As noted above, the ESD protection devices described herein may be incorporated to protect either pull-up or pull-down DEMOS output transistors (i.e., pull-up or pull-down LDMOS output transistors). FIG. 6 illustrates a schematic of an exemplary circuit outlining the arrangement of one or more of the ESD protection devices described herein relative to output driver transistors, signal pads, and power supply pads of the circuit. In particular, FIG. 6 illustrates circuit 70 having ESD protection device 78 arranged in parallel with DEMOS pull down transistor 74. In such a configuration, a positive zap on high voltage signal pad 72 with respect to low power supply Vss will prompt ESD protection device 78 to trigger prior to DEMOS pull down transistor 74 and thus divert excessive voltage on the bus common to both devices. In addition, the inclusion of ESD protection device 80 along the bus between high voltage power supply VDD and low voltage power supply Vss may divert ESD current away from pull-down DEMOS transistor 76 when a negative zap on high voltage signal pad 72 with respect to high voltage power supply VDD occurs.

In general, ESD protection devices 78 and 80 may include any of the configurations described in reference to FIGS. 1-5. In some embodiments, ESD protection devices 78 and 80 may include the same configuration. In other embodiments, ESD protection devices 78 and 80 may include different configurations. In yet other embodiments, one of ESD protection devices 78 and 80 may be omitted from circuit 70. In such cases, alternative ESD protection devices may, in some embodiments, be incorporated onto the I/O signal pads of circuit 70. The continuation dots extending from pull down output DEMOS transistors 74 and pull up DEMOS transistors 76 indicate routings extending to circuitry internal to circuit 70.

It will be appreciated to those skilled in the art having the benefit of this disclosure that this invention is believed to provide devices for protecting drain extended metal oxide semiconductor (DEMOS) output transistors from damage caused by electrostatic discharge (ESD) events. Further modifications and alternative embodiments of various aspects of the invention will be apparent to those skilled in the art in view of this description. For example, although the devices are specifically discussed in reference to protection from ESD events, the devices may additionally or alternatively be used to protect against other excessive voltage events. It is intended that the following claims be interpreted to embrace all such modifications and changes and, accordingly, the drawings and the specification are to be regarded in an illustrative rather than a restrictive sense.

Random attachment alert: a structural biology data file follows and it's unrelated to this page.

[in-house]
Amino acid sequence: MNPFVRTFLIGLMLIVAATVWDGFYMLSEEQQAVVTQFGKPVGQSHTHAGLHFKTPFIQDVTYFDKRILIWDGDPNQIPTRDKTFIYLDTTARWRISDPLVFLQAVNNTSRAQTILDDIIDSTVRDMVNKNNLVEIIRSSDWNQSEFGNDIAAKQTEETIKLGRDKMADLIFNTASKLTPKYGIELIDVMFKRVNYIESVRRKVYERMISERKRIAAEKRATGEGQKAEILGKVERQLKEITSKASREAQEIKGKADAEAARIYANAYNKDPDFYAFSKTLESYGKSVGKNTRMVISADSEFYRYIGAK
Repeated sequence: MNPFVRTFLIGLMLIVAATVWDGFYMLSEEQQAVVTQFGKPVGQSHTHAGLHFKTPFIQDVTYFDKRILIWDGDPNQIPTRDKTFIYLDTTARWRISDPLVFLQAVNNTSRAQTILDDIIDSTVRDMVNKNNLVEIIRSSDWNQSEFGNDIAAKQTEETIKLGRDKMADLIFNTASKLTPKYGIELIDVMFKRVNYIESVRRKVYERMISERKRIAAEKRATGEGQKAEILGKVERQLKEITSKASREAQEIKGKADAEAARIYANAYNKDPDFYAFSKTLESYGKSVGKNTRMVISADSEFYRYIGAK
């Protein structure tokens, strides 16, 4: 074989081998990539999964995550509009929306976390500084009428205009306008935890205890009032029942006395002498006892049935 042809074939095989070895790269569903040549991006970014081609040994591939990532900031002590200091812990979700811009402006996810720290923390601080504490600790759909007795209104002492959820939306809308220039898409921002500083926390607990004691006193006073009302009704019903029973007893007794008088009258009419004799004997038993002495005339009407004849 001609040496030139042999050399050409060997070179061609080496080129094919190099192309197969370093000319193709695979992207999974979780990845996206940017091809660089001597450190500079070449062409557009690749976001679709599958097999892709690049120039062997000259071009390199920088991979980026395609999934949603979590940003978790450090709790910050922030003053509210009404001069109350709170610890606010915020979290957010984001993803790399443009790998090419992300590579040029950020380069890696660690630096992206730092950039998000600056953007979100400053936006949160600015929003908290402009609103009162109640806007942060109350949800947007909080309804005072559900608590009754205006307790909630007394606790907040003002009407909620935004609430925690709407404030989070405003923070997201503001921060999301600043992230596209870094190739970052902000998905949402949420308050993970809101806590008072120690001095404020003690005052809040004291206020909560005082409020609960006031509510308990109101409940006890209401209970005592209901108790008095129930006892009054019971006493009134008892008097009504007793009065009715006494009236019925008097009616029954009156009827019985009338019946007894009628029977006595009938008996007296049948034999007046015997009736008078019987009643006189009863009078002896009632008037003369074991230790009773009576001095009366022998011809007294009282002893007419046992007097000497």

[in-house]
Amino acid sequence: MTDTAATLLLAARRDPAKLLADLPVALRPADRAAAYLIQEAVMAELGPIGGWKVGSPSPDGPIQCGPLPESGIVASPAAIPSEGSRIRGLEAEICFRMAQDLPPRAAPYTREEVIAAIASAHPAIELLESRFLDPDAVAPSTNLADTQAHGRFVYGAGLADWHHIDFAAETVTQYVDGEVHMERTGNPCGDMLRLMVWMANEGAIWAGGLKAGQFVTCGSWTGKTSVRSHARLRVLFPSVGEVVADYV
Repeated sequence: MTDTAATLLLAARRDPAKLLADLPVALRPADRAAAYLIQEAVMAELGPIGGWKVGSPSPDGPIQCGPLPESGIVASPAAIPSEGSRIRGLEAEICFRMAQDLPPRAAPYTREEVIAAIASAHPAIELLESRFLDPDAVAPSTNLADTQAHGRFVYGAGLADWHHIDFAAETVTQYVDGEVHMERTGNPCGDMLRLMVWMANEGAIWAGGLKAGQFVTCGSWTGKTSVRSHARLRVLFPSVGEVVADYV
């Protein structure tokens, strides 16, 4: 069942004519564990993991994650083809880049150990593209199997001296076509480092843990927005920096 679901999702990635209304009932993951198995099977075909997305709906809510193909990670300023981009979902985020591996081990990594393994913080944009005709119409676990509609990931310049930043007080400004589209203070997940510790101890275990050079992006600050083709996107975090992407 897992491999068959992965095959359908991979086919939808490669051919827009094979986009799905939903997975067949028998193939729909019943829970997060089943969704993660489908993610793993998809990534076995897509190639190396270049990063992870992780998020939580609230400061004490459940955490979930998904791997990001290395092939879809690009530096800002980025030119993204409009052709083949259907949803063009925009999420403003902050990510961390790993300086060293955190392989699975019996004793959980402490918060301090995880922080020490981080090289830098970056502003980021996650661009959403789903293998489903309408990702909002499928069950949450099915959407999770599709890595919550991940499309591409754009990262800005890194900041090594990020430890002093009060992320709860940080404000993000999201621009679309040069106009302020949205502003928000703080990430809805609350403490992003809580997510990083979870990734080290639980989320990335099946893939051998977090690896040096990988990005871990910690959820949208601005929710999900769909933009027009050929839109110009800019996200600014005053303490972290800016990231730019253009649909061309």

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Referenced by
Citing PatentFiling datePublication dateApplicantTitle
US7838937Sep 23, 2005Nov 23, 2010Cypress Semiconductor CorporationCircuits providing ESD protection to high voltage laterally diffused metal oxide semiconductor (LDMOS) transistors
US8143673 *May 4, 2009Mar 27, 2012Cypress Semiconductor CorporationCircuit with electrostatic discharge protection
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Classifications
U.S. Classification257/173, 257/355, 257/E29.181
International ClassificationH01L21/84
Cooperative ClassificationH01L27/0262, H01L29/87, H01L29/742, H01L29/7436
European ClassificationH01L29/87, H01L27/02B4F4S